By Mary Jane Gore
On one side of Preston Avenue, heading up the hill from Washington Park, there’s a row of tightly packed, eclectic houses. On the other side, the road is bordered by an ivy-covered embankment.
Residents of the area are concerned about a planned bike lane, which would run up Preston on the east side—the side with the houses—and eliminate street parking for the people who live there. They argue that the other side of the street would be a better choice, because no existing parking places would be involved. They’re also upset about the way they learned of the potential change—from fliers posted on telephone poles along Preston Avenue.
“Before COVID, the first question everyone asked when coming by was ‘where do I park?’” says Boo Barnett, a homeowner on the street. “I have had people call in frustration and say ‘there are no spaces available, I’ll come later.’ The street is quieter now, but it will roar back.”
Nancy Kraus, an architectural historian and homeowner in the neighborhood asks, “Where will delivery, plumbing, electrical, HVAC, medical, and other services park?” She points out that “there are acres of land” on the opposite side of Preston, and says “there is no ill effect to putting the bike lane on the other side of the street.”
Kraus also points out that the houses are historically important, as some of the few remaining dwellings from the late- nineteenth-century Black neighborhood Kellytown.
Amanda Poncy, bicycle and pedestrian coordinator for the City of Charlottesville, says she has also heard complaints from people who live just off Preston, for example, along Hemlock Lane or in the Robinson Woods development on Cabell Avenue. Competition for spaces would increase in front of these homes if the bike lane disrupted the larger road. Adding to the stress is another proposed development, currently in the planning stage, which would create several more housing units on Cabell and provide just one off-street parking place for each unit.
Bike lane proponents have also weighed in. “This is a high-stress route [for cyclists] due to the volume and speed of vehicles using it,” Poncy says. “Providing a bike lane will reduce the stress level on the route.”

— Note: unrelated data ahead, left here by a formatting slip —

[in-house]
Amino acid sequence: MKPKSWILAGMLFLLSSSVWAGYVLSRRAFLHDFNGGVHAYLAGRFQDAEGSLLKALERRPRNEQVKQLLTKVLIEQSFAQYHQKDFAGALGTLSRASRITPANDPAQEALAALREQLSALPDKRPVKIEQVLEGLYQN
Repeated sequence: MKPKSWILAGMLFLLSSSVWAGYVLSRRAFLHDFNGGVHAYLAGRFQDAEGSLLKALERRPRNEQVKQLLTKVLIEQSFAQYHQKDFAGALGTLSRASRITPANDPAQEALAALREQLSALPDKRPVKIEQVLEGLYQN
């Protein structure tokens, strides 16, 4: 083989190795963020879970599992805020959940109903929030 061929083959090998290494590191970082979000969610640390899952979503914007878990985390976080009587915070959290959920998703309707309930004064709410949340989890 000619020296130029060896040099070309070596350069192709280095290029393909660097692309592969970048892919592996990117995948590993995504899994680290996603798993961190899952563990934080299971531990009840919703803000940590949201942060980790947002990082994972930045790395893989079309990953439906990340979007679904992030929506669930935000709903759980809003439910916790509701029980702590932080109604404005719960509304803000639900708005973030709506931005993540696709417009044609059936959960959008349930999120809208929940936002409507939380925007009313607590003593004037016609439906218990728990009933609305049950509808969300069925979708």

And it’s a convenient time to install the lanes: The side of Preston with the houses is slated for repaving in the spring, and lines for bike lanes could be painted at the time of repaving. Cutting in to the embankment on the other side is a more complicated project.
Poncy and Peter Krebs, an urban planner and Albemarle-Charlottesville community organizer for the Piedmont Environmental Council, notes that a bike lane is more protective for cyclists pedaling uphill toward Rugby Road.
Krebs, who works to connect the city and county for safe bike and pedestrian routes, says that what can be done now to encourage cycling and walking is especially important during the COVID-19 pandemic, when there is more demand to be outdoors pursuing safe activities. He says the project is also important from another health standpoint—reducing vehicle miles will help “to get in front of climate change,” and help people be more healthy.
Homeowners Barnett and Kraus both emphasize that they aren’t against the bike lanes, but they are opposed to the removal of street parking for residents who need the parking spaces. Barnett says that the city should postpone public discussions “until the neighborhood knows the impact that the new large units [on Cabell] would have on an already strained parking system.”
Krebs says it will be feasible, but not for a long time, to install a sidewalk on the opposite side of Preston, and that the project overall is not perfect and calls for creative responses.
In addition to angst about the possible bike lane, homeowners don’t like the way they found out about it. Poncy says that whenever parking might be removed, the city posts information about a two-week comment period on streets or other structures nearby.
Kraus says, “If I had not walked up and down the street, I would not have seen the posters.”
“The two-week comment period was over the Thanksgiving holiday, during COVID-19,” Barnett says. “The city can get in touch with you if you don’t clean the snow off your sidewalk or if you owe taxes. So, the city can get in touch if they are going to take away your parking, and they chose not to.”
Poncy says the period for public comment will extend until an ultimate decision is made next year. “Given the amount of public comment we have received, the city will be conducting further studies in this area and will notify homeowners once this occurs,” Poncy says. The next round of assessments will likely take place in February.